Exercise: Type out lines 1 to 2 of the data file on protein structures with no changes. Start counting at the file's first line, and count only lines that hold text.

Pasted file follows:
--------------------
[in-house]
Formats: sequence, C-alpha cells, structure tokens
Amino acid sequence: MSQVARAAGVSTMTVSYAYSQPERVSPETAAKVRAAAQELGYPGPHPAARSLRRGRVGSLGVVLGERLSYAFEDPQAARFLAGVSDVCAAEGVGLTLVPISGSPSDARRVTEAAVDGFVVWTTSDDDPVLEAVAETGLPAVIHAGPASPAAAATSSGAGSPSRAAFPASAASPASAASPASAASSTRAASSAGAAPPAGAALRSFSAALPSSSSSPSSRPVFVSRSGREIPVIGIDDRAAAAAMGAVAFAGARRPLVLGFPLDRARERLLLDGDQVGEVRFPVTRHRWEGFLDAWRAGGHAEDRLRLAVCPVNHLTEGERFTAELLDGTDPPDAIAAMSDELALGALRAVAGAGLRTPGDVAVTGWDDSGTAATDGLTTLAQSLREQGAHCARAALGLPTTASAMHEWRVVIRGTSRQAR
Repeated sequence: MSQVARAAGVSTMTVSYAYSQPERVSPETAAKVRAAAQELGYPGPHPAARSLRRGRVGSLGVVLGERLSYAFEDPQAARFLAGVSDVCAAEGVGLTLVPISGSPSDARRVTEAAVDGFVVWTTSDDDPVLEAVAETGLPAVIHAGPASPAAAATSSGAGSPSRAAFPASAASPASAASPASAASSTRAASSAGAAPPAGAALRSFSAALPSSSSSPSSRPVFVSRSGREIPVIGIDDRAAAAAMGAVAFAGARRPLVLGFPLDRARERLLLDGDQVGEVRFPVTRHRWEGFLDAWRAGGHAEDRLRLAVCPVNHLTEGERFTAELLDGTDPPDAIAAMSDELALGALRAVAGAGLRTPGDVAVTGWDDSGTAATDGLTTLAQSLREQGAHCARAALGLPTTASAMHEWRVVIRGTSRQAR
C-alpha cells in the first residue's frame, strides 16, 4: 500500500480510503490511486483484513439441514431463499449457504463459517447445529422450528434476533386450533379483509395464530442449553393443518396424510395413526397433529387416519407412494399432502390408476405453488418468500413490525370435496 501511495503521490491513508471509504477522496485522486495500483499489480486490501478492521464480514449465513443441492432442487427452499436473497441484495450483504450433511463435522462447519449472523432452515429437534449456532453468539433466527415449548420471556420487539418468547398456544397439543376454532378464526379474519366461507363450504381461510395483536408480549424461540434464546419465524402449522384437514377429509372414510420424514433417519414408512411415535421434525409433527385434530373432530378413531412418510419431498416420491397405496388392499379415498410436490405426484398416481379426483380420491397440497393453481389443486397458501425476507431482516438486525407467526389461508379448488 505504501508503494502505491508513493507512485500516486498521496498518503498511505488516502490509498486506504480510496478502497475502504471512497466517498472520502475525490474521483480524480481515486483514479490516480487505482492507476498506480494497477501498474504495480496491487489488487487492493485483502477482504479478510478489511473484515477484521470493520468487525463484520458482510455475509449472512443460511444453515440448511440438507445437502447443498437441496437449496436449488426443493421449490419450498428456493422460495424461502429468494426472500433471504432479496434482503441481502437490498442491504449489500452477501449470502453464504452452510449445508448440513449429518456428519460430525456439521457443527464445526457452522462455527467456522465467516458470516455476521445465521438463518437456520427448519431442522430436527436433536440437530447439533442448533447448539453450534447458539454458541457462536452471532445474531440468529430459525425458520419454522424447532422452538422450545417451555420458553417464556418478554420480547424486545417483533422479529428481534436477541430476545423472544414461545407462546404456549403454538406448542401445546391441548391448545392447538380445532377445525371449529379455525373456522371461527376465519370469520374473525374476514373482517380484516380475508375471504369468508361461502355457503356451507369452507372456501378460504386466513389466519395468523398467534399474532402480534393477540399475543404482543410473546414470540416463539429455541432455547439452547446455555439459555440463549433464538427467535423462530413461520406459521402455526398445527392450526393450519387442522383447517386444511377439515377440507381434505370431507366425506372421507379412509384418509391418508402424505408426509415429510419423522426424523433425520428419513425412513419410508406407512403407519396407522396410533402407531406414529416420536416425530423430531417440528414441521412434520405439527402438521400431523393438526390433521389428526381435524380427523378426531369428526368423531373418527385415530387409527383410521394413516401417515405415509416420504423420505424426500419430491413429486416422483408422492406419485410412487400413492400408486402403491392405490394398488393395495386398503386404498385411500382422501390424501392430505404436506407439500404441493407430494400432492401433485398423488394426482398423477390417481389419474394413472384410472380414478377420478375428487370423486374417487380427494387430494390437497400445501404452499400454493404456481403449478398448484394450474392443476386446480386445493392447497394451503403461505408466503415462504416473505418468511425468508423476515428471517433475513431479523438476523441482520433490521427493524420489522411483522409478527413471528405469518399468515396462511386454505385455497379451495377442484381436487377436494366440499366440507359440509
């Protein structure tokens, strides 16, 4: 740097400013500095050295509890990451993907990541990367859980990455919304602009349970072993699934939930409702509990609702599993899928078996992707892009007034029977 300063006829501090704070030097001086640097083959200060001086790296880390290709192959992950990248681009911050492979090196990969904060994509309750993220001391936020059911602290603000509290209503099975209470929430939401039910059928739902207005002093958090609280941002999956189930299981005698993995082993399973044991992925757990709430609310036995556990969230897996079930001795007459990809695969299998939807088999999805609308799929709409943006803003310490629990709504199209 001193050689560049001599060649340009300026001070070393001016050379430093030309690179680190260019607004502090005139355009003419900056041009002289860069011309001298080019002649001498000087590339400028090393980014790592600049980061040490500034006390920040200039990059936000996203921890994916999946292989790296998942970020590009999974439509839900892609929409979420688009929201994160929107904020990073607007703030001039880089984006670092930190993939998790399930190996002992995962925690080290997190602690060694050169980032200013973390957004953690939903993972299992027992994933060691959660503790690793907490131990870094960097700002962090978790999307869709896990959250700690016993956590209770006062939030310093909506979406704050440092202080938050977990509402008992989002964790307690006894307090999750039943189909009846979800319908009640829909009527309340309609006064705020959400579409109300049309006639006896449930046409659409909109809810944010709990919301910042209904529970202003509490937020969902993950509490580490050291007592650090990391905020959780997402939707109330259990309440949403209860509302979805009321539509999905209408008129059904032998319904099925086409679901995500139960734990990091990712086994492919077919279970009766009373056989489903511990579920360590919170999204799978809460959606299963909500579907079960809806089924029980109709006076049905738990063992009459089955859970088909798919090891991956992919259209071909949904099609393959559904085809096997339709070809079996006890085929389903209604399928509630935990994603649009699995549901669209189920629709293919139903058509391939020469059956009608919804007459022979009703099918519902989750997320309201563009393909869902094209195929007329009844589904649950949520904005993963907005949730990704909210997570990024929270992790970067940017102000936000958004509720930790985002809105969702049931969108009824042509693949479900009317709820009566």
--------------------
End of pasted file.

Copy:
[in-house]
Formats: sequence, C-alpha cells, structure tokens